mid-14c. variant of lorrer (c. 1300), from Old French laurier, lorier "bay tree, laurel tree" (12c.), from Latin laurus "laurel tree," which is probably related to Greek daphne "laurel" (for change of d- to l- see lachrymose), which is probably from a pre-IE Mediterranean language.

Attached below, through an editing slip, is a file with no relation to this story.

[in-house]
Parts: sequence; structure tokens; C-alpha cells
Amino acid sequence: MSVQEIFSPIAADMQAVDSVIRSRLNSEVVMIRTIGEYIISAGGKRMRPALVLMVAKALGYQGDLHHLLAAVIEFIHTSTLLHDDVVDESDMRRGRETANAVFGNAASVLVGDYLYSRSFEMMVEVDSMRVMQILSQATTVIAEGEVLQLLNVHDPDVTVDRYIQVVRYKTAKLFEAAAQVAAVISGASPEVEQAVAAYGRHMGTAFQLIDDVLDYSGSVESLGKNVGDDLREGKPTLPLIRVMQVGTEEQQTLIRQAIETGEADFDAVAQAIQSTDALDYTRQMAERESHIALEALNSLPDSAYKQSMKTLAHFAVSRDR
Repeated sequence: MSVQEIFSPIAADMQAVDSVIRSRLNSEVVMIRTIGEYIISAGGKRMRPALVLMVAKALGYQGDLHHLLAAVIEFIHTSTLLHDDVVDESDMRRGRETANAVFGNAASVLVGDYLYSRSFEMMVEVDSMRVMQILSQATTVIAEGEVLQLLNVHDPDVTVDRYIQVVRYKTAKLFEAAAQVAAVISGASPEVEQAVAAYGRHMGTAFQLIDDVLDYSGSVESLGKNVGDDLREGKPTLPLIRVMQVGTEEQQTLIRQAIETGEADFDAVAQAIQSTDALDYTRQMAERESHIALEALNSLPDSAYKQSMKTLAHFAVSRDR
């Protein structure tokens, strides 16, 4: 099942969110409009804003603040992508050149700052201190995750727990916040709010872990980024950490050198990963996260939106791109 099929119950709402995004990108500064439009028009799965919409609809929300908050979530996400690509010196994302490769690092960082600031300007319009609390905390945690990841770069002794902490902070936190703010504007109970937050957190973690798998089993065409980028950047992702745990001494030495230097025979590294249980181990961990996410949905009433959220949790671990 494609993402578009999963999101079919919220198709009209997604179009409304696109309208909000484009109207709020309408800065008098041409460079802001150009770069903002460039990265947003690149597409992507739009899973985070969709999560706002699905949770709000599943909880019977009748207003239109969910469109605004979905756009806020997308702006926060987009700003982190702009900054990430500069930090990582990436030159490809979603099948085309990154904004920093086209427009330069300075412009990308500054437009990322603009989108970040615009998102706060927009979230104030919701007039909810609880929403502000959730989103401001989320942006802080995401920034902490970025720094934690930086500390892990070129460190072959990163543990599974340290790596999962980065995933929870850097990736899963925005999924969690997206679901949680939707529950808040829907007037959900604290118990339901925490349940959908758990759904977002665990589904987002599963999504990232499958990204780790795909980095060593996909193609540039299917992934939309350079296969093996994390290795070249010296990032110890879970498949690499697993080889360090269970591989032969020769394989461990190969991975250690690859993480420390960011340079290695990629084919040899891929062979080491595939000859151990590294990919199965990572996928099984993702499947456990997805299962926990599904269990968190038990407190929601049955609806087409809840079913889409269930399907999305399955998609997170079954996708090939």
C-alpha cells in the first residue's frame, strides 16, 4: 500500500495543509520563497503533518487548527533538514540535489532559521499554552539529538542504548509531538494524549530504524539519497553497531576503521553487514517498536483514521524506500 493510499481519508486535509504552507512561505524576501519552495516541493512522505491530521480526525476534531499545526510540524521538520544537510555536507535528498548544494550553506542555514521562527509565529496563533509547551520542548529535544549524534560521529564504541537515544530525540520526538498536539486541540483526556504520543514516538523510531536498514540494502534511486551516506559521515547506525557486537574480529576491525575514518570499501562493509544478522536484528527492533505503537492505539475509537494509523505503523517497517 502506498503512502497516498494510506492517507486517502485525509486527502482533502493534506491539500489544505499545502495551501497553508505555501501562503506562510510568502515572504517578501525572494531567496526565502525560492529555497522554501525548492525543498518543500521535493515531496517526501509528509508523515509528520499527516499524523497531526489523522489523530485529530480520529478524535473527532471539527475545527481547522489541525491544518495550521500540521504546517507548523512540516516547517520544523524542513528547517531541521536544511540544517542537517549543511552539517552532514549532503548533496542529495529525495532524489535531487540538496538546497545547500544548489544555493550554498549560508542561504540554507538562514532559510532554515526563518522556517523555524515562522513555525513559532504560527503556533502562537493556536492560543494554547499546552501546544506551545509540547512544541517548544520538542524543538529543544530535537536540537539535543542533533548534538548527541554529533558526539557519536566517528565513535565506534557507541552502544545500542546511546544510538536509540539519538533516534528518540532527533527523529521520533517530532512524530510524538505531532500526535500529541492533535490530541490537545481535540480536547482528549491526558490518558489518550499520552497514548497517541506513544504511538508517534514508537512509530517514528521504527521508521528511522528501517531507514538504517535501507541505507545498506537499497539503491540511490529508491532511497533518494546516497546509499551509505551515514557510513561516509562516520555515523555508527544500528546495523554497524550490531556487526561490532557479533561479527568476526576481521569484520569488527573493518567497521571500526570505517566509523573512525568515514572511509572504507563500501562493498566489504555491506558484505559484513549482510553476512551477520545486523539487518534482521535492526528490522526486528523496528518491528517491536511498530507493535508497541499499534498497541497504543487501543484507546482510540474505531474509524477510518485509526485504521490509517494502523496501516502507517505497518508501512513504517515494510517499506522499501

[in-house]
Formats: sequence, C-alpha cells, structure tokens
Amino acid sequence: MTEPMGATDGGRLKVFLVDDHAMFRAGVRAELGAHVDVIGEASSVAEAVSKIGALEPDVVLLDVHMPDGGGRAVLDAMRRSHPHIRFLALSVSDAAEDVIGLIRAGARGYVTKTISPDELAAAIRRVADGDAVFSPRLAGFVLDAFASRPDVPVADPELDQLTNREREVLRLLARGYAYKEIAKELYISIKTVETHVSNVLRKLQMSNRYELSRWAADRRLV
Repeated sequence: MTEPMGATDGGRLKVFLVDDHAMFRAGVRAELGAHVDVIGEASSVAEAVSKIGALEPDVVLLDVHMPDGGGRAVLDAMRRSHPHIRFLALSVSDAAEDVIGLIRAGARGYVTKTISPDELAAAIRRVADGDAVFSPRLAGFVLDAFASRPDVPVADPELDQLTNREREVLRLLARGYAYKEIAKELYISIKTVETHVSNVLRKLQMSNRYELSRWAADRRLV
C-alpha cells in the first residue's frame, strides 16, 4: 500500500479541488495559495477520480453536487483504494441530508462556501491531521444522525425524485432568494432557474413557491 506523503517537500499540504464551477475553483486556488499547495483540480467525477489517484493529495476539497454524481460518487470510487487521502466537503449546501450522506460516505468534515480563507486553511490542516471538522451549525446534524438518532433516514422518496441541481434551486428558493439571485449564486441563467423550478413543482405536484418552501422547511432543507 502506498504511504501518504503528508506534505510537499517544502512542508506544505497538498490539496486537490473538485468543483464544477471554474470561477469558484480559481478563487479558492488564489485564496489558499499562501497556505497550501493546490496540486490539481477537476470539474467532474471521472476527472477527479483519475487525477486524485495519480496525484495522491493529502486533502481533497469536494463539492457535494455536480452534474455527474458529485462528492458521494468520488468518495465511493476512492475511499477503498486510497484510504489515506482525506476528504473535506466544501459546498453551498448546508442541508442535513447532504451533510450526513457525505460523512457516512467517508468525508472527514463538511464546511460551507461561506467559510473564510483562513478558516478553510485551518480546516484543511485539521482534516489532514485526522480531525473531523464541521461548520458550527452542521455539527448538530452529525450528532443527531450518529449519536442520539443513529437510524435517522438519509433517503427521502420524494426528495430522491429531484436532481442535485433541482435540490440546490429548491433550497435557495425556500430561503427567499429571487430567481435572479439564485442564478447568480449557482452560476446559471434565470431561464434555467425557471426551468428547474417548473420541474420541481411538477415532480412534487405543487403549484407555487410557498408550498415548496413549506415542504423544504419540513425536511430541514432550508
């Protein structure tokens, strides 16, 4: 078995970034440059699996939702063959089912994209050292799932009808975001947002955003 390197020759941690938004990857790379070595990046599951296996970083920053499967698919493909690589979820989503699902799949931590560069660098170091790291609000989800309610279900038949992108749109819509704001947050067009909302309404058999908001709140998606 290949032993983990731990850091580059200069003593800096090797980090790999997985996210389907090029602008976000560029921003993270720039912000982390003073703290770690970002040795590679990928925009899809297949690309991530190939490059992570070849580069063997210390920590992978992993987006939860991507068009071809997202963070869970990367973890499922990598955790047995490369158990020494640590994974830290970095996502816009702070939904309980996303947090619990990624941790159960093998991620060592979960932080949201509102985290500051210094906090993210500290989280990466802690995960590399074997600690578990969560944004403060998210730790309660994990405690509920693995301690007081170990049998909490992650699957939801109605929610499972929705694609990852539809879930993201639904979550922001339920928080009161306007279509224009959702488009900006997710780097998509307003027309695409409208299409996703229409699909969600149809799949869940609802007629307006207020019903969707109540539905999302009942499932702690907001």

The second -r- changed to -l- in late Middle English by dissimilation. An emblem of victory or of distinction, hence the phrase to rest (originally repose) on one's laurels, first attested 1831. Related: Laurine (adj.).
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